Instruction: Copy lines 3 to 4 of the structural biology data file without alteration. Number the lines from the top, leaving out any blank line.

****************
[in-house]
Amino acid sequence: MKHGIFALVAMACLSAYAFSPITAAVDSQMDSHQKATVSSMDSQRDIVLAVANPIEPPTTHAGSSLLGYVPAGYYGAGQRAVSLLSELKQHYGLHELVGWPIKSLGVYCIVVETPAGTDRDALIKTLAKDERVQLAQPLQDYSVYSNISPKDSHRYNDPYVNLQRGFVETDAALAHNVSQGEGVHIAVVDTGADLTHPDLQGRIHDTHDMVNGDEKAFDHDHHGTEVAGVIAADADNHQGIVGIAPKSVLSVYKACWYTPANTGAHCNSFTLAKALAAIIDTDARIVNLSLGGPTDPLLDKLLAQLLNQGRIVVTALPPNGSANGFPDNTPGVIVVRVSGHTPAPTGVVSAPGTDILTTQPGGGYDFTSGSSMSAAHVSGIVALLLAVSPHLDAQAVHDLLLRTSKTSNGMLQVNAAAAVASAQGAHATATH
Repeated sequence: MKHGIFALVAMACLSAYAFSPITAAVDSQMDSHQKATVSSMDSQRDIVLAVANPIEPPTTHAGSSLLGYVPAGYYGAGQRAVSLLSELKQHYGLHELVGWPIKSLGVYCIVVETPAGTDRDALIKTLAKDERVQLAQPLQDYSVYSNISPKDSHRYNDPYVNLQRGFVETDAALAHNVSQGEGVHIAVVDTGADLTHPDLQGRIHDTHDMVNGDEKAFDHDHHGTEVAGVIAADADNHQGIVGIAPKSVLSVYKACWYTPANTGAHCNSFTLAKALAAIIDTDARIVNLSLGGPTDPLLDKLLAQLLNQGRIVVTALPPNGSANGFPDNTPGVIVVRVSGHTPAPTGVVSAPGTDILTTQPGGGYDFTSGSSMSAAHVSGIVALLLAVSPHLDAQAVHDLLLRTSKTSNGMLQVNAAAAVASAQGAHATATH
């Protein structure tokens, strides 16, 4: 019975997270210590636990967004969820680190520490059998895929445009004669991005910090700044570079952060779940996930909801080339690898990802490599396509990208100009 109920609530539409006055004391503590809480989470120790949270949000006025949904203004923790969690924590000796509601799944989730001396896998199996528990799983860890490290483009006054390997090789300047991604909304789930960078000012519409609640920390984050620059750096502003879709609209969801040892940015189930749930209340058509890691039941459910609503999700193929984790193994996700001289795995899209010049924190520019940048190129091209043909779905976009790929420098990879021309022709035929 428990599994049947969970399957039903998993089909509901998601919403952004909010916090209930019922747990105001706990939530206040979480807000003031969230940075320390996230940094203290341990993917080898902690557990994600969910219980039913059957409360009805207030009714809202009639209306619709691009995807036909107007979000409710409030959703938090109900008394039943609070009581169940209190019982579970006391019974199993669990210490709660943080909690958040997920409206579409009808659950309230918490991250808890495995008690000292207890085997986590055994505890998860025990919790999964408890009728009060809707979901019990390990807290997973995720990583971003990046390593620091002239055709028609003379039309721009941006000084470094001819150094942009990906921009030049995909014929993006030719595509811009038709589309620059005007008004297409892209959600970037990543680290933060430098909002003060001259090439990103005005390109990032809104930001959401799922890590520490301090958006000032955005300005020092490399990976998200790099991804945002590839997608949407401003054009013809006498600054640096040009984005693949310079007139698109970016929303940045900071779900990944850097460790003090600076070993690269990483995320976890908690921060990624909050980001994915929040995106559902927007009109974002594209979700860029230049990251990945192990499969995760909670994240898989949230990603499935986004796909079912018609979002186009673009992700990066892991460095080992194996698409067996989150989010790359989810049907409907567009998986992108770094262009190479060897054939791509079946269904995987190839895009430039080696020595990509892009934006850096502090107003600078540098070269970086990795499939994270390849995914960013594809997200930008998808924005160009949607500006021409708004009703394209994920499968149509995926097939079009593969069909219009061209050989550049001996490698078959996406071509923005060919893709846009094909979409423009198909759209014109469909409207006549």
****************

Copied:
Repeated sequence: MKHGIFALVAMACLSAYAFSPITAAVDSQMDSHQKATVSSMDSQRDIVLAVANPIEPPTTHAGSSLLGYVPAGYYGAGQRAVSLLSELKQHYGLHELVGWPIKSLGVYCIVVETPAGTDRDALIKTLAKDERVQLAQPLQDYSVYSNISPKDSHRYNDPYVNLQRGFVETDAALAHNVSQGEGVHIAVVDTGADLTHPDLQGRIHDTHDMVNGDEKAFDHDHHGTEVAGVIAADADNHQGIVGIAPKSVLSVYKACWYTPANTGAHCNSFTLAKALAAIIDTDARIVNLSLGGPTDPLLDKLLAQLLNQGRIVVTALPPNGSANGFPDNTPGVIVVRVSGHTPAPTGVVSAPGTDILTTQPGGGYDFTSGSSMSAAHVSGIVALLLAVSPHLDAQAVHDLLLRTSKTSNGMLQVNAAAAVASAQGAHATATH
């Protein structure tokens, strides 16, 4: 019975997270210590636990967004969820680190520490059998895929445009004669991005910090700044570079952060779940996930909801080339690898990802490599396509990208100009 109920609530539409006055004391503590809480989470120790949270949000006025949904203004923790969690924590000796509601799944989730001396896998199996528990799983860890490290483009006054390997090789300047991604909304789930960078000012519409609640920390984050620059750096502003879709609209969801040892940015189930749930209340058509890691039941459910609503999700193929984790193994996700001289795995899209010049924190520019940048190129091209043909779905976009790929420098990879021309022709035929 428990599994049947969970399957039903998993089909509901998601919403952004909010916090209930019922747990105001706990939530206040979480807000003031969230940075320390996230940094203290341990993917080898902690557990994600969910219980039913059957409360009805207030009714809202009639209306619709691009995807036909107007979000409710409030959703938090109900008394039943609070009581169940209190019982579970006391019974199993669990210490709660943080909690958040997920409206579409009808659950309230918490991250808890495995008690000292207890085997986590055994505890998860025990919790999964408890009728009060809707979901019990390990807290997973995720990583971003990046390593620091002239055709028609003379039309721009941006000084470094001819150094942009990906921009030049995909014929993006030719595509811009038709589309620059005007008004297409892209959600970037990543680290933060430098909002003060001259090439990103005005390109990032809104930001959401799922890590520490301090958006000032955005300005020092490399990976998200790099991804945002590839997608949407401003054009013809006498600054640096040009984005693949310079007139698109970016929303940045900071779900990944850097460790003090600076070993690269990483995320976890908690921060990624909050980001994915929040995106559902927007009109974002594209979700860029230049990251990945192990499969995760909670994240898989949230990603499935986004796909079912018609979002186009673009992700990066892991460095080992194996698409067996989150989010790359989810049907409907567009998986992108770094262009190479060897054939791509079946269904995987190839895009430039080696020595990509892009934006850096502090107003600078540098070269970086990795499939994270390849995914960013594809997200930008998808924005160009949607500006021409708004009703394209994920499968149509995926097939079009593969069909219009061209050989550049001996490698078959996406071509923005060919893709846009094909979409423009198909759209014109469909409207006549």